Dear OGOV Readers,
Receiving the reins of this seminal magazine from the illustrious Rob Taylor was one of the most important days in my life this year. Reorganizing and restructuring has not been easy but poetry, being a continuum in itself, has ways of giving us opportunities to figure things out when they do not go as planned. It has been 5 months since I stepped in Rob’s shoes and I have been in pursuit of known and emerging talent to populate OGOV’s pages. Understandably, there has not been a lot of responses from the more established poets. Nevertheless, in the process of searching, I found many, many wonderful voices from Ghana. Some dabble in the art of spoken word. Others use poetry in novel ways that have gained them a lot of followers on social media. The Ghanaian world of poetry is exciting. It is filled with poets who are bent on using technology in varied ways to get their points across. It is, indeed, wonderful to witness the proliferation of fresh talent and to imagine the glorious future of poetry in my motherland.
As you might have observed over the past few months, new tabs have been added. They are Editor’s Desk, Poet of the Month, Poems of the Month, Art and Craft, Book Review and Contests, Grants and Fellowships. These changes were due to the necessity of giving a platform to poets who have been with OGOV over the years. Those poets, such as Adjei Agyei Baah and Darko Antwi, have their own gigs and do possess experience and exposure that emerging poets might benefit from. Editor’s Desk will contain my musings (and, hopefully, no pontifications) about exciting people and events in Ghanaian (and African) poetry. Poet of the Month will feature the life and times of a selected poet. It will build on the old format in which Rob had interviews and have the poet also write prose pieces about what makes them tick. Poems of the Month will feature four poems from the poet of the month, and, when possible, a commentary on the poem. Art and Craft will feature essays on poetry and writing from contemporary African poets. Book Review will be written by the wonderful Kwabena Agyare Yeboah, a poet/essayist in his own right and one of the finest young minds I have encountered. Contests, Grants and Fellowships will list opportunities for poets to win awards/prizes and chances to enhance their careers. We intend to exhaust every means to make poetry as attractive as possible to anyone who desires to pursue it.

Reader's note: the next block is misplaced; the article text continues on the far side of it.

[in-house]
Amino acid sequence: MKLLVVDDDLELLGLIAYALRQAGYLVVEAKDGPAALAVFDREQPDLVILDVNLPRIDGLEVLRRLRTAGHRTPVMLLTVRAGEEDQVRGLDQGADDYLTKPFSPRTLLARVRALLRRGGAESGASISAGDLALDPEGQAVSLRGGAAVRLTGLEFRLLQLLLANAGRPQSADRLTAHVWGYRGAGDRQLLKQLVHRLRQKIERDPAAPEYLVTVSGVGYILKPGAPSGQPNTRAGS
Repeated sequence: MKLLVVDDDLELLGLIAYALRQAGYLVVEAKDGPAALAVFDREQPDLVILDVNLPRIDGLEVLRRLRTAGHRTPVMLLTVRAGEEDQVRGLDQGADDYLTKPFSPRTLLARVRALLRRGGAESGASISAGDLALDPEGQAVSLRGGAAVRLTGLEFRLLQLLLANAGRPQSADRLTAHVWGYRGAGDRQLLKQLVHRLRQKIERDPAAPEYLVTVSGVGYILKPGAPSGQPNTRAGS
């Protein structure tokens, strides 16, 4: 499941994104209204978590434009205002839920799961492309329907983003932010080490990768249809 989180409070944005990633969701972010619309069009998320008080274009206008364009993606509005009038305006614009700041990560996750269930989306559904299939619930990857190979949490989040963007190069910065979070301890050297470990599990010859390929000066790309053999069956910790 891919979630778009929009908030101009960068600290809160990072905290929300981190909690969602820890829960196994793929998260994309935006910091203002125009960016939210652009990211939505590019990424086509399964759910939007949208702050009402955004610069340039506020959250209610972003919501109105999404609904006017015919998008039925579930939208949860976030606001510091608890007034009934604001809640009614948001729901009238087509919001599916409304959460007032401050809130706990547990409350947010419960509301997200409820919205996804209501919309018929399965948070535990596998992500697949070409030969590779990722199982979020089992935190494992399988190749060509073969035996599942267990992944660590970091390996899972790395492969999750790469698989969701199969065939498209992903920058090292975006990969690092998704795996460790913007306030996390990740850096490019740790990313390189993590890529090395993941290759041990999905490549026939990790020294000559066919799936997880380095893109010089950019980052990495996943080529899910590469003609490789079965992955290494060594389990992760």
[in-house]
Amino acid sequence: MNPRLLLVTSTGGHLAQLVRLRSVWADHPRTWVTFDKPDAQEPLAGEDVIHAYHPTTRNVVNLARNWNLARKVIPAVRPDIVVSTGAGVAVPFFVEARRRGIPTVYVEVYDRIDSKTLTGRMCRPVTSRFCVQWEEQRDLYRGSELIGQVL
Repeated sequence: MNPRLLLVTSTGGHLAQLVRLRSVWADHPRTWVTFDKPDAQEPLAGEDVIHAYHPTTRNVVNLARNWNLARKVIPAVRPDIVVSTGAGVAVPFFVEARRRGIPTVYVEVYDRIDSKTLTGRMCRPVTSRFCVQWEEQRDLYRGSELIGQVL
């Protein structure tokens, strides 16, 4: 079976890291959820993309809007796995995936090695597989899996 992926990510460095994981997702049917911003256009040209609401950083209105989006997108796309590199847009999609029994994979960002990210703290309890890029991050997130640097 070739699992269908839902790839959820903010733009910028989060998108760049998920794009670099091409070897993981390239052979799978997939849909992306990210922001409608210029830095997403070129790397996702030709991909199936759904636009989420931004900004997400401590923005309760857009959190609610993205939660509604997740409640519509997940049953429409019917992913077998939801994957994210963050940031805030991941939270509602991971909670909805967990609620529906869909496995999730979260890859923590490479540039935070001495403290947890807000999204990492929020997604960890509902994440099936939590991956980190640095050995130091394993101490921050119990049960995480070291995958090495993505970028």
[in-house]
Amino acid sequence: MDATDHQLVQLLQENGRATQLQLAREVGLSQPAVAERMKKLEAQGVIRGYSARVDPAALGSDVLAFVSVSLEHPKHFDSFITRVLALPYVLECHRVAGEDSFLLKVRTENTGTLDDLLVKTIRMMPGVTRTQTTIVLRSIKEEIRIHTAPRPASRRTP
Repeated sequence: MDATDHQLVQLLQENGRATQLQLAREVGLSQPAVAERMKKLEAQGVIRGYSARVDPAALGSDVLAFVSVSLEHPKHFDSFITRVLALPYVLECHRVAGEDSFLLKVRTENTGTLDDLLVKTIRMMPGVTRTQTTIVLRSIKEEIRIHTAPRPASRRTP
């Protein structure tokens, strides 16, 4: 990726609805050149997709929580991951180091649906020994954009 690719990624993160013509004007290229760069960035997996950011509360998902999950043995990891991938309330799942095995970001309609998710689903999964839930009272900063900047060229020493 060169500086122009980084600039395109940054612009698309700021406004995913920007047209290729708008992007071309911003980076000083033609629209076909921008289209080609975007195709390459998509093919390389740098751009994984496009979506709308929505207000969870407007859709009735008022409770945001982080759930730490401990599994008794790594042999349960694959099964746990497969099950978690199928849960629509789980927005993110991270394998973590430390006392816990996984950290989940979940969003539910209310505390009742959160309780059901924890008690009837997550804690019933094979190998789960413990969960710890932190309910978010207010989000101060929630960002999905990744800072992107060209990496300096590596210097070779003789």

For the month of October, OGOV will feature Elikplim Akorli (also known as the god of poetry). Mr. Akorli’s incisive pieces have fascinated me, ever since I started following him on SoundCloud. He graciously agreed to be the first baton holder in this continuous relay of poetry. I trust that you would enjoy his pieces just as I did when I first read them. I also want to use this opportunity to let you know that selected poets will be interviewed via phone and the interview posted on SoundCloud and YouTube.
Old beginnings and new endings, the continuum that poetry (and all literature) presents is tolerant of novelty and nuance. As Rob allowed a variety of styles on OGOV, I promise to continue to position OGOV as the nursery of literary excellence in Ghana. There will be experiments with new ideas. They might succeed or they might fail. As in life, what matters most is what is taken from what is experienced and who that experience turns us out to be. In a few weeks, the new tabs will be populated with content from established and emerging poets. We ask that, as our partners on this journey, you provide us with feedback and positive criticism. We still have tabs on old work such as Features and Archives. You can go through them to catch a glimpse of inspiration from the works of contributors such as the late LS Mensah and Edith Faalong.
Please go through our guidelines and send us your poetry. We will love to read them. We might like them at first read or we might ask for revisions. In the end, we are all here to make (and ask for) the best out of ourselves. I ask that you join me on this beautiful sojourn through terrains of poetry. To paraphrase the great Ayi Kwei Armah, the beautyful poems are not yet born.
Prince K. Mensah